Monday Mumbles: Why Tuesdays?

Have you ever looked at something and wondered why? Check out any major media release—whether it’s music CDs, DVDs, or yes, books—and you’ll find a strange coincidence. They’re all (usually) released on a Tuesday. Smaller titles across the spectrum of media might pop up on the other days of the week, but the major titles, the Star Wars and the Stephen Kings? Tuesdays. Always Tuesdays. But why?

To answer this question, I rushed to the Google, certain it wouldn’t let me down. And it didn’t. Sort of. Lots of articles asking why, but no hard answers. The first thing I discovered, unsurprisingly, was not all books are created equal and few have a hard release date. This means they’re shipped throughout the days of the week and placed on store shelves whenever they arrive. These are usually mid-list authors or books without a lot of buzz behind them, and so their unequal availability makes little difference.

However, for the A-List titles (the Rowlings and Kings and Oprah’s Book Club picks), they’re shipped in boxes marked “Do NOT Open/Shelve Until <Insert Date Here>.” That date is usually a Tuesday. Again, why? Unfortunately, there are no solid reasons, but I’ll break down the ones that popped up most often in my searches. Links to the original articles are either embedded or listed at the end.

  1. Best Seller Lists – The most recurring explanation for a Tuesday release has to do with making the New York Times best seller list. The Times shrouds their formula in secrecy, but there’s speculation they compile their list based on a Sunday-Saturday week, with the data gathered on Monday/Tuesday and compiled on Wednesday to go into their Sunday newspaper. Therefore, publishers push their biggest names to a Tuesday release to have as much time on sale as possible to make the NYT list.
  2. Tuesday is a long way from Friday – Releasing on a Tuesday gives booksellers time to restock popular titles before the weekend. This is another recurring supposition that makes perfect sense. Release on a Thursday, sell out by Friday, and you’ve lost the weekend sales since your earliest delivery date is Monday. Tuesday, however, gives the sellers time to get one last delivery on Friday for the weekend rush.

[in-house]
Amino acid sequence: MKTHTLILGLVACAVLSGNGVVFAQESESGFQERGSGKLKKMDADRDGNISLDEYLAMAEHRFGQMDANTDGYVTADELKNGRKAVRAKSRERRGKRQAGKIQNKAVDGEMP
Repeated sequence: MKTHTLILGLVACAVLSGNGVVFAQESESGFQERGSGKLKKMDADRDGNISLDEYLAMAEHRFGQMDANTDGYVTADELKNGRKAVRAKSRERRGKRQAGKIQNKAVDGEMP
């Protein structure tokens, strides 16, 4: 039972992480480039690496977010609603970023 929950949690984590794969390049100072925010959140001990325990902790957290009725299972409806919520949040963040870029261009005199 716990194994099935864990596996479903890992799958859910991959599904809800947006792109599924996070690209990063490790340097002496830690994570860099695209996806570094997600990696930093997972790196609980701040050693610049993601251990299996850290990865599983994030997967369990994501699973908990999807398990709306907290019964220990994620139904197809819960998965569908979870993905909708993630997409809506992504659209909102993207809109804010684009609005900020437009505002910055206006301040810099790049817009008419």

3. Retail Request – According to Nora Roberts (and who has the nerve to gainsay her?), the major big box retailers (Wal-Mart, Target, etc) wanted a single day for all new media releases. It originally started with music and movies, but video games and books were added later. It’s now called Super Tuesday (not to be confused with the political Super Tuesday).
  4. Slow Sales Day – Tuesday is a notoriously slow day of the week for retail sales. Tuesday release dates help bolster flagging sales for booksellers.
  5. Shipping –If the publisher is on the east coast, as most of them are, a Monday release date might mean a NYC or Atlanta Barnes & Noble has the book in stock by release but not, say, Powell’s in Oregon. A Tuesday release date ensures that all booksellers across the nation have the books in stock by its laydown date.
  6. No One Really Knows – The main reason, given by publishers and publicists, booksellers and authors, is that no one really knows why Tuesdays became the “official” release date of new book titles. But they keep using it because “if it ain’t broke, don’t fix it,” I suppose.


  1. Morgan James Publishing: “Why do books publish on Tuesdays?”
  2. The Millions: “Ask a Book Question: #73 (Tuesday New Releases)”
  3. Chronicle Books Blog: “Why Are Books Published on Tuesdays?”
  4. Dear Author: “Tuesday: The Holy Day of Publishing and How It Forms Reader Expectations”
  5. RosePoint Publishing: “Five Reasons Why Books Release on Tuesday–Does That Include Indie Authors?”